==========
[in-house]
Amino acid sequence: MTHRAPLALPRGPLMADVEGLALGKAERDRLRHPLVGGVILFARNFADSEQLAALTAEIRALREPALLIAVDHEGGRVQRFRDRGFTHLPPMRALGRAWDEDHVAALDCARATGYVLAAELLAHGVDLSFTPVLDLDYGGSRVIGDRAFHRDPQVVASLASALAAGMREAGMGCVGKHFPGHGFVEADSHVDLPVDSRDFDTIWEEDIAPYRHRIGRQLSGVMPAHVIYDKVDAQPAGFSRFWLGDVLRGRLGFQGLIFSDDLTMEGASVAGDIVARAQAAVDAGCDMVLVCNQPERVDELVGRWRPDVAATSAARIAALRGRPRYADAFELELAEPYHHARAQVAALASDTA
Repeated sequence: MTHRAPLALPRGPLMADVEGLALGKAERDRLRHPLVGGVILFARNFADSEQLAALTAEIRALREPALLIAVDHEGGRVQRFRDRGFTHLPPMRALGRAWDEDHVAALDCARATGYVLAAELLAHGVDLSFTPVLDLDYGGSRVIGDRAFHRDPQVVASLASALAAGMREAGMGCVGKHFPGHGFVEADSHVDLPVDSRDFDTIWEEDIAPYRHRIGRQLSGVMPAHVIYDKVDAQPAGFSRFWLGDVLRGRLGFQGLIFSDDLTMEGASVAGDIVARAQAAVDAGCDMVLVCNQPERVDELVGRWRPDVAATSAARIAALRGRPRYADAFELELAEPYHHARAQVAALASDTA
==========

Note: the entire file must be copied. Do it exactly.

[in-house]
Amino acid sequence: MTHRAPLALPRGPLMADVEGLALGKAERDRLRHPLVGGVILFARNFADSEQLAALTAEIRALREPALLIAVDHEGGRVQRFRDRGFTHLPPMRALGRAWDEDHVAALDCARATGYVLAAELLAHGVDLSFTPVLDLDYGGSRVIGDRAFHRDPQVVASLASALAAGMREAGMGCVGKHFPGHGFVEADSHVDLPVDSRDFDTIWEEDIAPYRHRIGRQLSGVMPAHVIYDKVDAQPAGFSRFWLGDVLRGRLGFQGLIFSDDLTMEGASVAGDIVARAQAAVDAGCDMVLVCNQPERVDELVGRWRPDVAATSAARIAALRGRPRYADAFELELAEPYHHARAQVAALASDTA
Repeated sequence: MTHRAPLALPRGPLMADVEGLALGKAERDRLRHPLVGGVILFARNFADSEQLAALTAEIRALREPALLIAVDHEGGRVQRFRDRGFTHLPPMRALGRAWDEDHVAALDCARATGYVLAAELLAHGVDLSFTPVLDLDYGGSRVIGDRAFHRDPQVVASLASALAAGMREAGMGCVGKHFPGHGFVEADSHVDLPVDSRDFDTIWEEDIAPYRHRIGRQLSGVMPAHVIYDKVDAQPAGFSRFWLGDVLRGRLGFQGLIFSDDLTMEGASVAGDIVARAQAAVDAGCDMVLVCNQPERVDELVGRWRPDVAATSAARIAALRGRPRYADAFELELAEPYHHARAQVAALASDTA